- Date : 26/09/2022
- Read: 4 mins
Risky mutual funds to avoid!
If you are an investor, then you must have come across the popular saying “high risk equals high returns”. In simpler words, this means that if the risk in an investment or an instrument is high, then the returns would be high as well. This is also applicable in the case of mutual funds. Here you have to understand that different mutual funds work differently. Hence, there are certain funds that usually yield higher returns when compared to other similar funds, but they also entail greater risks. But retail investors are generally advised to avoid these mutual funds because although the higher risk may bring higher returns at times, it is not always the same for all cases. Thus, you may invest in quite a risky fund and hardly have any significant returns.
As we already mentioned, some mutual funds carry higher risk when compared to their peers, so investors must be careful before investing in such funds. Let us now look at some of the mutual funds of this category that are quite risky in nature.
Risky Mutual Funds
Thematic Funds and Sectoral Funds - A sectoral fund is basically an equity fund that invests at least 80% of its corpus in various companies that belong to the same industry or sector. Let’s take an example to make things easier for you to understand. Following the criterion above, technology funds would invest at least 80% of their assets in technology companies as they belong to the same sector. This indicates that whether the investment would be successful totally depends upon how well the stocks in that sector would perform. Since the investment is made only in companies belonging to the same sector, the investment portfolio is less diversified. This is what makes sectoral funds much riskier, with the returns dependent solely upon the performance of certain companies as the portfolio is not diversified.
In a similar manner, thematic funds are also mutual funds that invest in assets belonging to a particular theme, for example, healthcare. This makes thematic funds as risky as sectoral funds due to a lack of diversification. It is always wise to stick to diversified equity funds.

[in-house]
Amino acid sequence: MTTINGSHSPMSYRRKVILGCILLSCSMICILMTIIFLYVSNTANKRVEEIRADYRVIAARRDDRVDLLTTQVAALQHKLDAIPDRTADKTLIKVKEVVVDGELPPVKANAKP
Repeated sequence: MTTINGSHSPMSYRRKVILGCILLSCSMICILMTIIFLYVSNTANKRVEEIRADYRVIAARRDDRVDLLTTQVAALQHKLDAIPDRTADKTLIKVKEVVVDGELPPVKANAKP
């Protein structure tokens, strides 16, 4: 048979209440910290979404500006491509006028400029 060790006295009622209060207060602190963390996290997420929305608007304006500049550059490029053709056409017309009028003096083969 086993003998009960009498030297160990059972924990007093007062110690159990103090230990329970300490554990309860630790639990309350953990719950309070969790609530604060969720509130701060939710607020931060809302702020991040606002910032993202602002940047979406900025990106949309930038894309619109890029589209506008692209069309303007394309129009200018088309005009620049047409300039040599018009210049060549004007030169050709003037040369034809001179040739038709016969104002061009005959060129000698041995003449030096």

- Small-cap funds - Small-cap funds have usually been found to grow faster than large or mid-cap funds. This might lure you to invest in small-cap funds, but you must keep in mind that, in this case, consistency plays a huge role. Small-cap funds may have a faster growth rate, but they suffer equally during market downturns. So, if you are investing for the short term, small-cap funds might be a risky bet.
- Credit risk funds- These funds buy papers with a significant chance of losing the principal. They are required by mandate to invest at least 65% of their assets in securities that do not really have the highest ratings. The highest-rated funds have a credit rating of AAA, while credit risk funds are allowed to invest in AA-rated funds at best. These bonds are bought by the managers of the fund as they have higher coupon rates that yield higher returns for the investors. However, this might not always be the case, and thus, things may not go as planned by the fun management.
- Long-duration funds- These funds are required to invest in securities that have a maturity period of a minimum of 7 years. The price of such long-term funds is more vulnerable to changes in the rate of interest. Consequently, the value of bonds decreases with the increase in the rate of interest and thus results in a negative NAV. These funds provide quite high returns when the interest rate decreases but get hit quite harder than short-term funds when the rate of interest increases. Thus, it is better for retail investors to opt for target maturity funds instead.
Related: Dummies Guide to mutual funds
How to mitigate the risk?
If you still want to invest in these funds, you should allocate only a small part of your portfolio. A major chunk of your portfolio should be in diversified multi-cap funds and some part of your portfolio can be in small-cap funds, credit risk funds and long-duration funds.
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Disclaimer: This article is intended for general information purposes only and should not be construed as investment or legal advice. You should separately obtain independent advice when making decisions in these areas.